Initiatives on the horizonMay 15, 2020
Sulaiman Al Hudhaili, managing director of Tebodin & Partner (T&P Oman), talks to The Energy Year about how the engineering sector has changed in response to the Covid-19 pandemic and how the company has adjusted its operations in response to current conditions. Tebodin & Partner is a joint venture with leading industrial services provider Bilfinger and provides engineering and consultancy for industrial projects around the world.
How has the engineering sector changed in response to the Covid-19 pandemic?
The Covid-19 pandemic and the simultaneous reduction in the oil price have led to significant operational disruptions. For example, we have seen a reduction in tenders in some areas on the one hand, but also an increased interest in digitalisation on the other hand.
Is there room for companies like yours to accommodate more price reductions?
Moving forward, dealing with the current situation will be a collaborative effort. In the upcoming weeks, we will be developing smart solutions that fit the requirements and needs of our customers. It is a dual shock and a new experience, Covid-19 plus the oil price slump. However, we are confident that together with our customers we will be able to overcome this hurdle.
We have to be vigilant and adapt to challenges that come our way. Part of Muscat is on complete lockdown and at least 25% of T&P Oman’s workforce lives in these areas, so we had to enable our employees to work from home where possible. To be compliant with regulations, we came up with two shift cycles in the office to reduce staff density. In addition, we have implemented vigorous procedures to sanitise the office. At the moment, at least 40% of our staff work from home. We have to change the way we work to maintain our excellent relationship with our customers and to honour our commitments.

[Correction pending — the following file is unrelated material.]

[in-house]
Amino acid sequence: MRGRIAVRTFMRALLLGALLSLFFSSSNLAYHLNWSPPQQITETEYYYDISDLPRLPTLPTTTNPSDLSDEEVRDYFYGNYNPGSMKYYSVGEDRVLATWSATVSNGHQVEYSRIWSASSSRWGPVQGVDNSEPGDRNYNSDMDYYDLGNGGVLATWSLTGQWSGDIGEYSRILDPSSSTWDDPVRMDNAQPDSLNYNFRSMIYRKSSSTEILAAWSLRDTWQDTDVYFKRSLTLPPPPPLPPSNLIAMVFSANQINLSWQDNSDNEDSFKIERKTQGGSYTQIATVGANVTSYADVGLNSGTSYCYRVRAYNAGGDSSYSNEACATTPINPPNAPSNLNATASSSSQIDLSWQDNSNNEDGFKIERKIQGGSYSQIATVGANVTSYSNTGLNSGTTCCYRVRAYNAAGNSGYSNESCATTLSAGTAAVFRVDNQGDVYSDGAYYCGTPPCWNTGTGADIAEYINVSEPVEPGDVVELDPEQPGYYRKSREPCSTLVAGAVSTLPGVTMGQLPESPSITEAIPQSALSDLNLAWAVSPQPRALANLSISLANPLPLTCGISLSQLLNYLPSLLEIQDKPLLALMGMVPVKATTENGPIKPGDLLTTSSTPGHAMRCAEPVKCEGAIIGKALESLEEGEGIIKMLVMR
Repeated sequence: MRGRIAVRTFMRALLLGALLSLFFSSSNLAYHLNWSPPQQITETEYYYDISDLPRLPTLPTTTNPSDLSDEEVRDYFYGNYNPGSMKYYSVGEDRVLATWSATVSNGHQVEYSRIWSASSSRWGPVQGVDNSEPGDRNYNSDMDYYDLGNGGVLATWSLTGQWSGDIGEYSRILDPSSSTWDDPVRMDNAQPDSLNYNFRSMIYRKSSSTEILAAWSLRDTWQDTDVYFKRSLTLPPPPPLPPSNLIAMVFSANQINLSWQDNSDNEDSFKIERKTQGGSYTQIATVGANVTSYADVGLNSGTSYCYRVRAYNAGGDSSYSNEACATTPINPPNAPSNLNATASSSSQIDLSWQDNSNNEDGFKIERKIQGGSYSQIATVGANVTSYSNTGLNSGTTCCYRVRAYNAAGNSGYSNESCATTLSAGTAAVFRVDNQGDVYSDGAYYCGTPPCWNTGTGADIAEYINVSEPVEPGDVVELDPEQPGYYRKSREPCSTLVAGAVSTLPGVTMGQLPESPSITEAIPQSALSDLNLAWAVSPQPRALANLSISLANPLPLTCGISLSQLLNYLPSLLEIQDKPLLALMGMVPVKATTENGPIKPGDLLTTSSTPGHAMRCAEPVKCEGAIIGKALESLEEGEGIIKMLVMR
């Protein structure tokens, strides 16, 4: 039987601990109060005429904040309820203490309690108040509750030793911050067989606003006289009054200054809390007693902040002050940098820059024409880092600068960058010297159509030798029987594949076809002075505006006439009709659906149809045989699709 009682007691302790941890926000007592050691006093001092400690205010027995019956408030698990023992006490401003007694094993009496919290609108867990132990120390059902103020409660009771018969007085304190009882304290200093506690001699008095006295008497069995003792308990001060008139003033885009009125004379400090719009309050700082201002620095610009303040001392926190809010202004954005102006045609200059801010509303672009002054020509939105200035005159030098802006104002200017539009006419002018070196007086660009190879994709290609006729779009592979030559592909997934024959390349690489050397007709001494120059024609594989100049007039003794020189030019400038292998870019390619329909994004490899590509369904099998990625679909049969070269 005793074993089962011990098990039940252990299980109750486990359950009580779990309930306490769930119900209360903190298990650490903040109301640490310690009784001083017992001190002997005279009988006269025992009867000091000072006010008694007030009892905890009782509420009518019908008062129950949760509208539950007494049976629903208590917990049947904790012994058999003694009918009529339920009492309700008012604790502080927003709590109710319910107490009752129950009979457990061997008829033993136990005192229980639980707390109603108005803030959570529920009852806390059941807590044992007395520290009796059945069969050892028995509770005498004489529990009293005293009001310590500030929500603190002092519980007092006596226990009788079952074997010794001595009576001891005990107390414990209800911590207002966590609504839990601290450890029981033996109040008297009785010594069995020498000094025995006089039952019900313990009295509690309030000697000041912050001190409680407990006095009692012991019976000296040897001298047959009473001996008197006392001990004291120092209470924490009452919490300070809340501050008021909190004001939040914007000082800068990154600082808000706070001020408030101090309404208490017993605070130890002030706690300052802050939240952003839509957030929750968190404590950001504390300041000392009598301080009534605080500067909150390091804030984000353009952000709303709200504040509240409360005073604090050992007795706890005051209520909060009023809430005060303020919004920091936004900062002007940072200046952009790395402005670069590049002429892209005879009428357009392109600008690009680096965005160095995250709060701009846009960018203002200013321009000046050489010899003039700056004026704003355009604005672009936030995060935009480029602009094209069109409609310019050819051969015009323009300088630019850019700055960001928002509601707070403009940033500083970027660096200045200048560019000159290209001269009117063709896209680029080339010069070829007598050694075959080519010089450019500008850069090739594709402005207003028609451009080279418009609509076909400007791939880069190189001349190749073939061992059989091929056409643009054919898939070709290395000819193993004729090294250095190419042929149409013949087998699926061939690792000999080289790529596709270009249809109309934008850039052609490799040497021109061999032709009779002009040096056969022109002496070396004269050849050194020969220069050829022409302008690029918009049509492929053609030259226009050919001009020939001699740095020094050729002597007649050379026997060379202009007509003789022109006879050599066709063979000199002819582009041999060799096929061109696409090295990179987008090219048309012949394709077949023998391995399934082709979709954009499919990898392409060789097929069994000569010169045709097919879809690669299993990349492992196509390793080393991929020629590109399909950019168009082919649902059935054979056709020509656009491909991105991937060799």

Has your contract with <a href='https://staging.theenergyyear.com/companies-institutions/oq/’>OQ for engineering been affected?
It has been affected, as it is not picking up at the speed we expected. Understandably, the decision-making process on the customer side also takes time. However, I am hopeful that the lockdown will end soon and that we will pick up our pace by the end of June, which is normally a quiet season.
Will companies with a higher level of digitalisation emerge from the crisis stronger?
At T&P Oman, many of our procedures were already online, and we have now also developed our in-house tools further, such as the online document check due to travel restrictions. Within two weeks, we have made several changes to our online procedures to further enhance them. With regards to further digitalised solutions, our joint venture with Bilfinger allows us to present futuristic solutions to our clients for working remotely, which we have already successfully introduced in Europe. For instance, smart glasses allow engineers to work remotely through artificial intelligence and monitor and control plants. These initiatives are on the horizon to help support Omani infrastructure in overcoming this crisis.
Is there an opportunity for Oman to be a facilitator between the Western world and China with regard to the production of certain types of tools?
It is an opportunity and challenge at the same time, but I would rather focus on the opportunity side. Logistics-wise, we have a great relationship with China. However, there was some uncertainty until the end of March, when work resumed in China. Oman also has strategic ports which can link the East and the West and add value, such as with repackaging. They can also accommodate the fifth-generation vessels.
Do you expect more action from the government to raise revenue?
I think the government is supporting many interesting and essential initiatives to overcome this pandemic. At the same time, companies recognise opportunities that arise from the crisis. Together, we have to continue to innovate and find new solutions.